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THE HOMMERDINGS WHO SETTLED IN ILLINOIS

Mathias Hommerding No. 1., Michael and William Hommerding

Counties of Northern Illinois
Hommerdings who settled in this area noted in red

 

MATHIAS NO. 1
Will County, Illinois

The next to arrive was Mathias No. 1 Homerding (1804-1882) in 1855. He and his family settled in Will County, around the border of Cook and Will Counties, between Lemont and Orland Park . They were farmers and eventually their descendants held quite a large area of land in that region--now a very fast-growing suburb of Chicago, 30 miles to the northeast. The records from C. Thielen of Luxembourg indicate that Mathias was a shoemaker.

In the 1870 census Mathias and his wife were living with their son, Peter. The History of Will County (publ. 1878) shows
Peter as a property owner with a "Hadley" post office. In the 1880 census they are living at "Homer" with a younger son, Mathias. As of 2001, Homer Township became the village of "Homer Glen," This region was formerly an unincorporated place known as Goodings Grove. This Google map shows Hadley as "A" with "Homer Glen" and "Gooding's Grove" just to the north.

Will County Scenes Today

Rural scene in the Goodings Grove area

A not-so-rural scene in Homer Glen,
formerly part of Homer Township

 


More Information about Mathias No. 1 and His Descendants

A Family Tree Maker Genealogy Report (pdf. file) for Mathias No. 1 and all his descendants can be viewed and printed out if desired.

~~~~~~~~~~~~~~~~~~~~~~~~~~~~

MICHAEL and WILLIAM HOMMERDING

Lemont, Cook County, Illinois

Michael Hommerding (1848-1905), a nephew of Jacob and Mathias No. 1, arrived in Illinois in 1872. Four years later he married native-born Magdalena Thealen in her birthplace, Lemont, Cook County, Illinois. Michael and his family lived in Lemont, and later adjoining Will County, Illinois. 1880 census records indicate that the family lived briefly in Momence, Fillmore County, Nebraska and then returned to Will County.

Three years later, in 1875, Michael's brother, William Hommerding (1855-1914), age 20, arrived. Census sheets indicate William settled near Michael, living in the same places at the same times. In 1880 he married Magdalena Thealen's younger sister, Catherine. All of their children were born in Will County, Illinois. Lemont is indicated with an"A" on this Google interactive map.

Some Lemont History


The following is from the Lemont Wikipedia website:

Established in 1836, the Village of Lemont stands as one of the oldest American communities in northeastern Illinois. It's historically significant for its role in transforming the northern region of the state from a sparsely settled frontier to a commercial, agricultural, and industrial region that supplied Chicago and areas beyond with commodities. Lemont is also unique in boasting an authentic historic district that remains intact and has been continually used since the 1800s.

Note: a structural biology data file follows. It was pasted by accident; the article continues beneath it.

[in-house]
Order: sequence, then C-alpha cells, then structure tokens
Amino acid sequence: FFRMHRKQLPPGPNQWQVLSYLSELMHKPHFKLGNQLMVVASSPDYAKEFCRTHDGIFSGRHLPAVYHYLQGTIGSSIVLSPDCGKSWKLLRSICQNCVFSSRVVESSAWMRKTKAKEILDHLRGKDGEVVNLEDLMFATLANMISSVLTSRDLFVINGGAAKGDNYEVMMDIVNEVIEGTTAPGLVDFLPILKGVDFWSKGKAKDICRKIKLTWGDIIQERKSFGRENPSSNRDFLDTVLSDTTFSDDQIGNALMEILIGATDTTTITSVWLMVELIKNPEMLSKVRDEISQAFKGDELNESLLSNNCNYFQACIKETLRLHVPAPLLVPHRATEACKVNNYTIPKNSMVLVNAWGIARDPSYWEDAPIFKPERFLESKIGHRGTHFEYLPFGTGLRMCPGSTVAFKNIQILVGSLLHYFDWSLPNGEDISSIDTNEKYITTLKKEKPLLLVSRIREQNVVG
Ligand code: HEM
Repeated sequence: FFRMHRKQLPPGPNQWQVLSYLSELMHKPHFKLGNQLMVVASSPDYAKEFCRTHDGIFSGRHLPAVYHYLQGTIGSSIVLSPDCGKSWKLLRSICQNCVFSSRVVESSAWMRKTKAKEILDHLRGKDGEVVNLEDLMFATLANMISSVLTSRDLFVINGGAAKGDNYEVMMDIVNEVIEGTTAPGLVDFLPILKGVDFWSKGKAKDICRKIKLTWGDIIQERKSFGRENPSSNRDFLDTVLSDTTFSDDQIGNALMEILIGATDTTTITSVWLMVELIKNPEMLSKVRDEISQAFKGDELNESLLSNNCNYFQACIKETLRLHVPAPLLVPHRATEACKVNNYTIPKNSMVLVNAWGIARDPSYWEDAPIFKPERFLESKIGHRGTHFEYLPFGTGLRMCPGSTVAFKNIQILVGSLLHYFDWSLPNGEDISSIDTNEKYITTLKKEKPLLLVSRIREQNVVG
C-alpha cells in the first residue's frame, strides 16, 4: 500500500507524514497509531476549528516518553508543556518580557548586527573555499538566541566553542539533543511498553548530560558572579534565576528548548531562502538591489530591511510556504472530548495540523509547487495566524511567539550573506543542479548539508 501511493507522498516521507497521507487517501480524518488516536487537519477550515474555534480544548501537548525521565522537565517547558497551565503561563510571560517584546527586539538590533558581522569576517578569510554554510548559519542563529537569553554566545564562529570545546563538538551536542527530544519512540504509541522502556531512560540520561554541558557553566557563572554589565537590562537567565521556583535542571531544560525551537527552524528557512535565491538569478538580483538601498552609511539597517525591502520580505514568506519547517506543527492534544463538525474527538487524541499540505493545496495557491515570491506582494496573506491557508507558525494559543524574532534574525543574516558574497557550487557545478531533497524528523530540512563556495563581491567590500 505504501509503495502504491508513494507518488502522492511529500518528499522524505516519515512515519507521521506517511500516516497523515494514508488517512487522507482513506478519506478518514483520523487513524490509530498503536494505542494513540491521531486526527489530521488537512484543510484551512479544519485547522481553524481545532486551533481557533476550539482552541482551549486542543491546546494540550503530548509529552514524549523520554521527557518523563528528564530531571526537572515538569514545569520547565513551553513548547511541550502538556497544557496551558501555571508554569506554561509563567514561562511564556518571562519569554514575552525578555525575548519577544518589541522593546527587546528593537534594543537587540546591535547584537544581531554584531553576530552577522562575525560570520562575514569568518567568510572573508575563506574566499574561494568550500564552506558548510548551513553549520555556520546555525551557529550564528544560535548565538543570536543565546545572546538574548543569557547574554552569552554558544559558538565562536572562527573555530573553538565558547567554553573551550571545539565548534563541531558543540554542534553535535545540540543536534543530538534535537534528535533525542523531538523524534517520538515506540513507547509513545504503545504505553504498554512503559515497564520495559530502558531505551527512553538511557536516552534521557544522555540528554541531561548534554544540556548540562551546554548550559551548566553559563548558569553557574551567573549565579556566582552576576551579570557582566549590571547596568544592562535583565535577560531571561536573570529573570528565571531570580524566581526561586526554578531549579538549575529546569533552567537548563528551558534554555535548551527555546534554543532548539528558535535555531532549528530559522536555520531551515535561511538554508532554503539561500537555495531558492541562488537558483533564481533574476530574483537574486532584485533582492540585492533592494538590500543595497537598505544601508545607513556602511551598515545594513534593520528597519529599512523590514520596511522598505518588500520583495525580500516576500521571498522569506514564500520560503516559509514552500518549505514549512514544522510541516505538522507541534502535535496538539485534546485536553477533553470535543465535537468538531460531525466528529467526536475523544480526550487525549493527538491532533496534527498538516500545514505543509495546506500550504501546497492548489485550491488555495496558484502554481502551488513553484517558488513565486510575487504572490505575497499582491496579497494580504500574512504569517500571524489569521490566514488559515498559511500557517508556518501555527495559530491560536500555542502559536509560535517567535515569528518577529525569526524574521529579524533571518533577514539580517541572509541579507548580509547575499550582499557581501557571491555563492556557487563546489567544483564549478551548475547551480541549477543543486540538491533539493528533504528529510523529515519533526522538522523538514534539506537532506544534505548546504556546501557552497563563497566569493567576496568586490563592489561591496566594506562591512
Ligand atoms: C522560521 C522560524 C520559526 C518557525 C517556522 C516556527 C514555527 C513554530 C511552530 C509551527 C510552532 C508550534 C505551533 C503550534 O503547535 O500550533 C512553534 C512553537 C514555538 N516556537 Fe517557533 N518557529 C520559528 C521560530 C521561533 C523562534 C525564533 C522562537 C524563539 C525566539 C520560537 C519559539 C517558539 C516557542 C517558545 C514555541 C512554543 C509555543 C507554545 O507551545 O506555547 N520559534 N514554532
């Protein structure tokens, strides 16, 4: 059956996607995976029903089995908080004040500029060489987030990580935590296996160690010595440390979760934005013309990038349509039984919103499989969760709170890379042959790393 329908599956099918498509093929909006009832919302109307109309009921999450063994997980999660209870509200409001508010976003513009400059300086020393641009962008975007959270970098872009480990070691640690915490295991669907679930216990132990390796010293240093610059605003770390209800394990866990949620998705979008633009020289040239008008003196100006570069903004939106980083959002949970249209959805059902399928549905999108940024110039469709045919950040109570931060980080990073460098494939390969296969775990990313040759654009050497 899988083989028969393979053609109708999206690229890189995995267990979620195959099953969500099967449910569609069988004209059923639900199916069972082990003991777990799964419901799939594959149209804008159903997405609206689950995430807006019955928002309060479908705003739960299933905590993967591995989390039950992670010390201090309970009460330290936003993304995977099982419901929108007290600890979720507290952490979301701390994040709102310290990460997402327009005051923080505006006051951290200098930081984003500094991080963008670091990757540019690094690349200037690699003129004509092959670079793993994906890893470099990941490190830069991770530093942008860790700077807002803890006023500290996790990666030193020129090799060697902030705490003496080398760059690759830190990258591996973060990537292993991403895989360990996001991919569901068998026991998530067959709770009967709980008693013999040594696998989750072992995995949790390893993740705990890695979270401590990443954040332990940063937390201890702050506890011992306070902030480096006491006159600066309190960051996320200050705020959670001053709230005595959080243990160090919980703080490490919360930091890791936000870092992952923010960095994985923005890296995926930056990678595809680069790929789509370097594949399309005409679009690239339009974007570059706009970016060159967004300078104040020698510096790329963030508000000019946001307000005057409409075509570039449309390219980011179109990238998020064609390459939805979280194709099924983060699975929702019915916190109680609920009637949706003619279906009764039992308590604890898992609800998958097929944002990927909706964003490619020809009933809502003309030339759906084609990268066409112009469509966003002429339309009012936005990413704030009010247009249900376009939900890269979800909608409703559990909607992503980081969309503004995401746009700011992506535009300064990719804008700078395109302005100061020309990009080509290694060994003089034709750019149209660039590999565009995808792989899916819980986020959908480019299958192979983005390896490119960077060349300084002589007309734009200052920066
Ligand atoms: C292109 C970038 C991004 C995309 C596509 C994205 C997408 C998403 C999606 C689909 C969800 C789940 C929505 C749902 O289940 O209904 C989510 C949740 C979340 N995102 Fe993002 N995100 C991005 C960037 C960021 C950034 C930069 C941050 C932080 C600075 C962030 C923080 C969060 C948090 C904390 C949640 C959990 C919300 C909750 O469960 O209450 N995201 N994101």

Both Lemont's history and architectural uniqueness connects to the Illinois and Michigan Canal (I&M Canal). Two rail lines have been a big part of the town's history:  the Chicago & Alton built in the 1850s and the Santa Fe in the 1890s. By 1854, railroads transported goods faster than water and the I&M became obsolete as Lemont evolved into a railroad community.

Immigrant workers, mostly Irish, settled in Lemont to work on the canal and later moved along the corridor of the canal, improving farms within the many communities that sprang up along it.

During the Civil War, Lemont was required to sign up 33 soldiers, the village recruited 293 soldiers; only 63 returned.

 

The Illinois & Michigan Canal


I & M Canal Looking West, Lemont, IL

Photo and Information from
Lemont Area Historical Society's website.


The need to link Lake Michigan with the Mississippi River through a canal had been envisioned as early as the 1600's when the Great Lakes area was first explored. Construction of the Illinois & Michigan (I &M) began in 1837. It was also the last major Canal undertaking in the United States. When it was completed in 1848, it provided a continuous waterway stretching from New York (through the Erie Canal, Lake Erie, Lake Huron and Lake Michigan to Chicago, then through the I & M for 97 miles entering the Illinois River at La Salle, Illinois to the Mississippi River, to New Orleans) to the Gulf of Mexico.

The glory day of the horse-pulled I & M canal boat era started to decline with the completion of the even faster and convenient railways through Lemont starting in the 1850's. Still some 30 years later, it provided a viable alternative for shipping heavy items such as Lemont's limestone which was in high demand in Chicago after its great fire in 1871. The quarry owners dug the rock in quarries purposefully sited next to the canal so as to minimize the difficulty of moving the heavy stones from the quarry to their boats on the canal.

 

A Family Tree Maker Genealogy Report (pdf. file) for Michael (1848-1905) and for his brother,
William (1855-1914) and all their descendants can be viewed and printed out if desired.

If you would like more information on Mathias, Michael or William Hommerding and their descendants, please contact R. Atwell at: raybarb.wlaf@gmail.com 

To print this chapter, open the PDF file and click on printer icon in upper left corner.




Next--Mathias No. 2, Settling In Minnesota


BH Home | Family History |1-Background |2-Homeland | 3-GermanVillages | 4-To Amerika
5-USA Settlement | 6-Chicago |7-Illinois| 8-Minnesota| 9-Wisconsin| 
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Unless otherwise noted, text and photos are the property of Barbara Halliday, 2014